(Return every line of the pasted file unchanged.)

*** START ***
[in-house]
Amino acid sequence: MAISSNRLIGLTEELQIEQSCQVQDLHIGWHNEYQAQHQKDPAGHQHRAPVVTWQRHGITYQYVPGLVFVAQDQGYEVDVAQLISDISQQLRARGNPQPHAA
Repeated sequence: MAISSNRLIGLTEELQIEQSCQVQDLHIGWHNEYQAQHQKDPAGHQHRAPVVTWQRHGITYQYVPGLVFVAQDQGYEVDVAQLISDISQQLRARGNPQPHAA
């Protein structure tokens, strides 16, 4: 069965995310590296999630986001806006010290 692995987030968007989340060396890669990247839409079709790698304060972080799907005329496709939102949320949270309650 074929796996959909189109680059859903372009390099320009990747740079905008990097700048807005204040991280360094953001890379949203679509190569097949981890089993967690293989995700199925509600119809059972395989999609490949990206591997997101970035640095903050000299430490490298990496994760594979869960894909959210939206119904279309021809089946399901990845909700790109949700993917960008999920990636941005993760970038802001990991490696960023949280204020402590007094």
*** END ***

[in-house]
Amino acid sequence: MAISSNRLIGLTEELQIEQSCQVQDLHIGWHNEYQAQHQKDPAGHQHRAPVVTWQRHGITYQYVPGLVFVAQDQGYEVDVAQLISDISQQLRARGNPQPHAA
Repeated sequence: MAISSNRLIGLTEELQIEQSCQVQDLHIGWHNEYQAQHQKDPAGHQHRAPVVTWQRHGITYQYVPGLVFVAQDQGYEVDVAQLISDISQQLRARGNPQPHAA
């Protein structure tokens, strides 16, 4: 069965995310590296999630986001806006010290 692995987030968007989340060396890669990247839409079709790698304060972080799907005329496709939102949320949270309650 074929796996959909189109680059859903372009390099320009990747740079905008990097700048807005204040991280360094953001890379949203679509190569097949981890089993967690293989995700199925509600119809059972395989999609490949990206591997997101970035640095903050000299430490490298990496994760594979869960894909959210939206119904279309021809089946399901990845909700790109949700993917960008999920990636941005993760970038802001990991490696960023949280204020402590007094």